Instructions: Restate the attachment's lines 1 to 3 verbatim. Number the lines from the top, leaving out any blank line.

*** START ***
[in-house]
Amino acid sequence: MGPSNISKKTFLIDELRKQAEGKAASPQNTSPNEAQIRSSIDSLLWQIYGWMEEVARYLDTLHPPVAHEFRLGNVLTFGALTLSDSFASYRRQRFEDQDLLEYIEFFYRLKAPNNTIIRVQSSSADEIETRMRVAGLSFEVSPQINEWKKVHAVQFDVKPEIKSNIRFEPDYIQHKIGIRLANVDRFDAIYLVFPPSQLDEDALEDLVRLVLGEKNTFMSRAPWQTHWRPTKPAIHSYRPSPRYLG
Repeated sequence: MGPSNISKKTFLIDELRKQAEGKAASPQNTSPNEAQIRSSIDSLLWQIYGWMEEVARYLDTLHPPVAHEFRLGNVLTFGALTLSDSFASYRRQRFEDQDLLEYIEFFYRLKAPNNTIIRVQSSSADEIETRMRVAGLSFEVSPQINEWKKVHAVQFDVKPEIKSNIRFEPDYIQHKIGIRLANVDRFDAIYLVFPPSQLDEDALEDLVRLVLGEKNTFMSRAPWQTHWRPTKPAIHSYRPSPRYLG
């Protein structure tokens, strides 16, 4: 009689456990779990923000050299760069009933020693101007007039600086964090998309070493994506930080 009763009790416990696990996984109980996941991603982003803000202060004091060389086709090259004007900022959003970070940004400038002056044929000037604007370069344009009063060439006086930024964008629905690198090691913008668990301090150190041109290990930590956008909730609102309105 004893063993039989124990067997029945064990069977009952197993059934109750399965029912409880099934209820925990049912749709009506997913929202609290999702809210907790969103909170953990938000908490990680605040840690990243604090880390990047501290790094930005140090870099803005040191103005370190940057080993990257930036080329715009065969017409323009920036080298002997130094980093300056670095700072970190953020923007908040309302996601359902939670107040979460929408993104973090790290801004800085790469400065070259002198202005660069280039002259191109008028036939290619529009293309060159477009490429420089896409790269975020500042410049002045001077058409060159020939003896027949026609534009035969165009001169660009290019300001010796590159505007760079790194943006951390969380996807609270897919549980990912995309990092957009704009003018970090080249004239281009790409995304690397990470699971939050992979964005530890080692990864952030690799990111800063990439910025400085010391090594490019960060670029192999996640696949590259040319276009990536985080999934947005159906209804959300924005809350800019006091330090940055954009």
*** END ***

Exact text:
[in-house]
Amino acid sequence: MGPSNISKKTFLIDELRKQAEGKAASPQNTSPNEAQIRSSIDSLLWQIYGWMEEVARYLDTLHPPVAHEFRLGNVLTFGALTLSDSFASYRRQRFEDQDLLEYIEFFYRLKAPNNTIIRVQSSSADEIETRMRVAGLSFEVSPQINEWKKVHAVQFDVKPEIKSNIRFEPDYIQHKIGIRLANVDRFDAIYLVFPPSQLDEDALEDLVRLVLGEKNTFMSRAPWQTHWRPTKPAIHSYRPSPRYLG
Repeated sequence: MGPSNISKKTFLIDELRKQAEGKAASPQNTSPNEAQIRSSIDSLLWQIYGWMEEVARYLDTLHPPVAHEFRLGNVLTFGALTLSDSFASYRRQRFEDQDLLEYIEFFYRLKAPNNTIIRVQSSSADEIETRMRVAGLSFEVSPQINEWKKVHAVQFDVKPEIKSNIRFEPDYIQHKIGIRLANVDRFDAIYLVFPPSQLDEDALEDLVRLVLGEKNTFMSRAPWQTHWRPTKPAIHSYRPSPRYLG